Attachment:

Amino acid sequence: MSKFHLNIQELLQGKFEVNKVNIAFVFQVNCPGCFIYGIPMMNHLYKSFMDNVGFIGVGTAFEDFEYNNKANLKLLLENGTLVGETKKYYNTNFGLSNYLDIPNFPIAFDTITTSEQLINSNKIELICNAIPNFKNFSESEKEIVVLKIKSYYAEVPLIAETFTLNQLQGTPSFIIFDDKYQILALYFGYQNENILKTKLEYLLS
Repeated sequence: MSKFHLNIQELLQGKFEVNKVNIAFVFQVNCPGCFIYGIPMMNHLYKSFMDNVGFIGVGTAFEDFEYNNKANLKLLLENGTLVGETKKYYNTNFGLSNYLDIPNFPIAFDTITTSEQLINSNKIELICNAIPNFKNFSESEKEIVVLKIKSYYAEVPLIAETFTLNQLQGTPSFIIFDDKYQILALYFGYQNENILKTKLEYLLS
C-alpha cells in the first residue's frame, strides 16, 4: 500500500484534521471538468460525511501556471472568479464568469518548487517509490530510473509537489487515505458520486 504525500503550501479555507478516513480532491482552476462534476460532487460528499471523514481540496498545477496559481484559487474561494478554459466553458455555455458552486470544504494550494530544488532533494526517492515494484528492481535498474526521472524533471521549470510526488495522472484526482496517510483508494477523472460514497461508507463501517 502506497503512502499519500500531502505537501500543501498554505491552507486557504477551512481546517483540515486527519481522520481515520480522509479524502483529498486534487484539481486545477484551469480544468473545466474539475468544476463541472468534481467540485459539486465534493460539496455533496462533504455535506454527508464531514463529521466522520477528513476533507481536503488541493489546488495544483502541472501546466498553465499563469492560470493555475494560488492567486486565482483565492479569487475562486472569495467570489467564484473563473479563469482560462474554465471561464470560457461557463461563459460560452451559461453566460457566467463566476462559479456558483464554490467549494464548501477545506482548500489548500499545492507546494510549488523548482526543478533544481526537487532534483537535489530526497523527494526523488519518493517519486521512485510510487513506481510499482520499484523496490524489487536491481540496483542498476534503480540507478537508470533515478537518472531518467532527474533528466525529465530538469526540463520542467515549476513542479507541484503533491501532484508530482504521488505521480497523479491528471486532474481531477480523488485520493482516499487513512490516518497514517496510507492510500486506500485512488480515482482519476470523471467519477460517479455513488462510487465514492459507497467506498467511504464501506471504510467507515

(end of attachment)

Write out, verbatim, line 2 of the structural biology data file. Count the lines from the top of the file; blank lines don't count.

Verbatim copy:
Repeated sequence: MSKFHLNIQELLQGKFEVNKVNIAFVFQVNCPGCFIYGIPMMNHLYKSFMDNVGFIGVGTAFEDFEYNNKANLKLLLENGTLVGETKKYYNTNFGLSNYLDIPNFPIAFDTITTSEQLINSNKIELICNAIPNFKNFSESEKEIVVLKIKSYYAEVPLIAETFTLNQLQGTPSFIIFDDKYQILALYFGYQNENILKTKLEYLLS